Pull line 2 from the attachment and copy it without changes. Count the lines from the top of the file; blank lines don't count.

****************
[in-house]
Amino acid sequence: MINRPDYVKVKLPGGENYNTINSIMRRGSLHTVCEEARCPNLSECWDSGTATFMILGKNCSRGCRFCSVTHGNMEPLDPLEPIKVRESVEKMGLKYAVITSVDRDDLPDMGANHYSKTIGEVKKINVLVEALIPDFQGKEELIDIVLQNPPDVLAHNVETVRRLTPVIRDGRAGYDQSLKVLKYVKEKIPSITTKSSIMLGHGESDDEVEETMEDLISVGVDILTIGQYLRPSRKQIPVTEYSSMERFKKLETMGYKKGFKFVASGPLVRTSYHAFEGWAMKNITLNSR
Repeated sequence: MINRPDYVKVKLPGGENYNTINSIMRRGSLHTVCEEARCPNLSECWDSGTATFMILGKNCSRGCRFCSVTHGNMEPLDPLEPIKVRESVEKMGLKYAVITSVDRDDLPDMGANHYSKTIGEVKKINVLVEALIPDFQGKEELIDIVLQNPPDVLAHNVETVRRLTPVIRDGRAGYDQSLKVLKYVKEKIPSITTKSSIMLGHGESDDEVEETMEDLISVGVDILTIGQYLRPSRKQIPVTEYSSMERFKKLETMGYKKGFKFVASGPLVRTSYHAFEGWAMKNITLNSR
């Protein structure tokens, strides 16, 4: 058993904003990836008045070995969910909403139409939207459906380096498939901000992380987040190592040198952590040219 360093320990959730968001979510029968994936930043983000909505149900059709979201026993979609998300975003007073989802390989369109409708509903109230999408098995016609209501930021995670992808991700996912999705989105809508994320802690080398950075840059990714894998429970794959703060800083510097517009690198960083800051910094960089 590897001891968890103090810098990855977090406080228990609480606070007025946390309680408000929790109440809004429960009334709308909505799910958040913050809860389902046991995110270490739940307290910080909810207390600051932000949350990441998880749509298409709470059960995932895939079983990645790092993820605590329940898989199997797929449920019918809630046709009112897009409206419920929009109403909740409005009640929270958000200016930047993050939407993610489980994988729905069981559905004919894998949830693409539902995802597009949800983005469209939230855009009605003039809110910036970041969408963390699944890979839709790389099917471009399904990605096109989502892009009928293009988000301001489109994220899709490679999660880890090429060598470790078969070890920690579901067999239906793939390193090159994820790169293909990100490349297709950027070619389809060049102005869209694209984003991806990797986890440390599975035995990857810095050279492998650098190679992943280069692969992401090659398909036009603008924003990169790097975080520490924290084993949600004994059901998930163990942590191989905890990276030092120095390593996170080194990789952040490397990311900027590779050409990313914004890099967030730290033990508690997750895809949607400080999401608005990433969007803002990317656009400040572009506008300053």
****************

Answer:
Amino acid sequence: MINRPDYVKVKLPGGENYNTINSIMRRGSLHTVCEEARCPNLSECWDSGTATFMILGKNCSRGCRFCSVTHGNMEPLDPLEPIKVRESVEKMGLKYAVITSVDRDDLPDMGANHYSKTIGEVKKINVLVEALIPDFQGKEELIDIVLQNPPDVLAHNVETVRRLTPVIRDGRAGYDQSLKVLKYVKEKIPSITTKSSIMLGHGESDDEVEETMEDLISVGVDILTIGQYLRPSRKQIPVTEYSSMERFKKLETMGYKKGFKFVASGPLVRTSYHAFEGWAMKNITLNSR